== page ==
UC Irvine’s new UCI OpenChem offers comprehensive chemistry curriculum to the masses.

The University of California, Irvine (UC Irvine) has launched a free online chemistry curriculum that offers videos to students and self-learners.

To create Open Chemistry (UCI OpenChem), UC Irvine partnered with OpenCourseWare, a 10-year-old project that aims to make higher education more accessible to the masses.

Currently, UCI OpenChem provides open videos that encompass UC Irvine’s entire undergraduate chemistry curriculum, with the exception of required lab courses. In total, UCI OpenChem includes 15 quarter-length videos, some of which include graduate course information.

UC Irvine representatives said they hope that UCI OpenChem will help to progress students’ interest in science, technology, engineering, and mathematics (STEM) education, and better educate anyone who wishes to learn.

“Making knowledge open to the entire world is a wonderful result of the World Wide Web,” said Marshall S. Smith, under secretary of education for former President Bill Clinton and a recent senior counselor to current U.S. Secretary of Education Arne Duncan. “UCI has taken the next big step in this direction by presenting their entire undergraduate chemistry curriculum in an open format. This is a wonderful gift from a superb institution in the world’s greatest university system.”

UC Irvine has worked with OpenCourseWare since 2006, and has delivered 90 complete courses’ worth of material and hundreds of video lectures online for free during that time.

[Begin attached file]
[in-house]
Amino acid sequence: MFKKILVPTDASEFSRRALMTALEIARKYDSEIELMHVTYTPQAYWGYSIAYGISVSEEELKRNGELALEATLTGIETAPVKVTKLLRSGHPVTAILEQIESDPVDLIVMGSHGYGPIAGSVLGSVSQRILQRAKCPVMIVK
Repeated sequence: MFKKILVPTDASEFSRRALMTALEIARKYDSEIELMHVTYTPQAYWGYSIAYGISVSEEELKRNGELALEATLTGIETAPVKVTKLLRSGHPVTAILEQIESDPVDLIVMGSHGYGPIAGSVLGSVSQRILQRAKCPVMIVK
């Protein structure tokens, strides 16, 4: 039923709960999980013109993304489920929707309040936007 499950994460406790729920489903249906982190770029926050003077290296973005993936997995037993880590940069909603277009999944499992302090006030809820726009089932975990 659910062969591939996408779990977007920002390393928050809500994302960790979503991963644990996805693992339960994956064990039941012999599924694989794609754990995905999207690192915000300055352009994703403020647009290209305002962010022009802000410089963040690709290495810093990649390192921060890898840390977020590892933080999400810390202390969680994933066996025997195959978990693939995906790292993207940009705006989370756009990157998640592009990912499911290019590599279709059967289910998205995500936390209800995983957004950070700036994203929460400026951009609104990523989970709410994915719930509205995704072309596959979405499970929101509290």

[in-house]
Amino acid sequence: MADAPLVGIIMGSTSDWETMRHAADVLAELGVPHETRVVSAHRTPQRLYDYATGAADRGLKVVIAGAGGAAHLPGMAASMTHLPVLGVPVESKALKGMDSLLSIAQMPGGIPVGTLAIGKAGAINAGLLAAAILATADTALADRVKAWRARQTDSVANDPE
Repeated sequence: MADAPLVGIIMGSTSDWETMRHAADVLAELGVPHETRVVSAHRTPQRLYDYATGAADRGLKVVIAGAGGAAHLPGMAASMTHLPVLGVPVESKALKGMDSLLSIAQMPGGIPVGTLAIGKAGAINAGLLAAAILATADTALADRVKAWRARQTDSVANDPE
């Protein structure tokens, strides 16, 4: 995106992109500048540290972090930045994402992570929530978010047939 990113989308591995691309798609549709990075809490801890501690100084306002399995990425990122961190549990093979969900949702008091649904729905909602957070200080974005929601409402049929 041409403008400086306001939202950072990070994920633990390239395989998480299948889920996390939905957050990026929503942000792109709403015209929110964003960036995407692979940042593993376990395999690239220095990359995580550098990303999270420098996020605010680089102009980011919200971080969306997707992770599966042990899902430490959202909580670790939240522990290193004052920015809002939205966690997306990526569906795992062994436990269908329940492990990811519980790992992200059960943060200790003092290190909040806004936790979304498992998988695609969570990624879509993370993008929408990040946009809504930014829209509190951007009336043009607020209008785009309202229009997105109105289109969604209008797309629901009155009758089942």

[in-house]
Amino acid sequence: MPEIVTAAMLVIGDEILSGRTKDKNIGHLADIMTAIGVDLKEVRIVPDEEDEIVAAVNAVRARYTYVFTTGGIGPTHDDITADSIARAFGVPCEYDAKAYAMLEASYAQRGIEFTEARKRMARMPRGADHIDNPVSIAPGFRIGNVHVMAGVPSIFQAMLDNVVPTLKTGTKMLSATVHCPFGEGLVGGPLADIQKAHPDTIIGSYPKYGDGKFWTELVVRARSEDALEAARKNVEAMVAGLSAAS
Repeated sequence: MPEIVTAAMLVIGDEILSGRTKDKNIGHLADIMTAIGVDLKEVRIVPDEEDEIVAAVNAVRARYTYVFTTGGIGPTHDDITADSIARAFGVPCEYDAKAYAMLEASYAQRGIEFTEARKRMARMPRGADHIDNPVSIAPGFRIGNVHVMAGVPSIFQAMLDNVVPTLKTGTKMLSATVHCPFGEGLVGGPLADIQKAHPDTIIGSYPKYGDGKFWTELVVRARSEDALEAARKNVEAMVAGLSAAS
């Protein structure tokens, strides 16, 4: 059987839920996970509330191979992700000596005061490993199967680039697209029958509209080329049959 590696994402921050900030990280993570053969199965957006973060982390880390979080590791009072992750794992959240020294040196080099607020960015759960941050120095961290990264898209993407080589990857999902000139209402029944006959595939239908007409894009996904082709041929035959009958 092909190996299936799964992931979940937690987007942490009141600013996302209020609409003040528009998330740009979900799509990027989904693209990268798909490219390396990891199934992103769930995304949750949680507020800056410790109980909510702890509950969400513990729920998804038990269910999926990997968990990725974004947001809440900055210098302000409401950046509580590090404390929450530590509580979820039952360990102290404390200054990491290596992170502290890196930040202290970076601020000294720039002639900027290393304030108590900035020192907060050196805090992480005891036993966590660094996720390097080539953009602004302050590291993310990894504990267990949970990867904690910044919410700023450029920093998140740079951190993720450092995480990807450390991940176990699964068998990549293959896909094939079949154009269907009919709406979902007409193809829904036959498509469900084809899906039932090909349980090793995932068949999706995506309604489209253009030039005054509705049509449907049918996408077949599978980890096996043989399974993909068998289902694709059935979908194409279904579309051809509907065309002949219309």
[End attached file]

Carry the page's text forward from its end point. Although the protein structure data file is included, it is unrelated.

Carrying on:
(Next page: Reaction to the open chemistry curriculum—and its potential impact)

“The UCI Department of Chemistry has broken new ground by allowing students to follow a coherent and integrated pathway toward full mastery of undergraduate chemistry,” said Gary W. Matkin, dean of Continuing Education, Distance Learning and Summer Session at UC Irvine. “This is the first time that students and professors can find a complete undergraduate major in a consistent and high quality video format on a single website.”

U.S. News and World Report highly ranked three of UC Irvine’s graduate programs at the UCI School of Physical Sciences: Organic Chemistry (11th), Physical Chemistry (12th), and Theoretical Chemistry (18th). Similarly, UC Irvine’s faculty includes multiple Sloan Research Fellows, three American Academy of Arts & Sciences fellows, four members of the National Academy of Sciences, and a former Nobel laureate.

“OpenChem is a significant milestone for UC Irvine as we’re providing an in-depth study of chemistry to students outside of our university, giving them the opportunity to study as if they were a UCI student,” said Kenneth C. Janda, dean of Physical Sciences. “Our video lectures are delivered by the most respected professors and researchers in the field of chemistry.”


UCI OpenChem’s launch coincided with the OpenCourseWare Consortium’s Open Education Week, which began on March 11. The week-long event was created to spread awareness for the open education movement, and to highlight open educational resources.

“We want to dramatically expand the role that open educational resources play in improving the quality of both teaching and learning,” said Duncan. “Open educational resources, or what we call OER for short, can not only accelerate and enrich learning; they can also substantially reduce costs for schools, families and students.”

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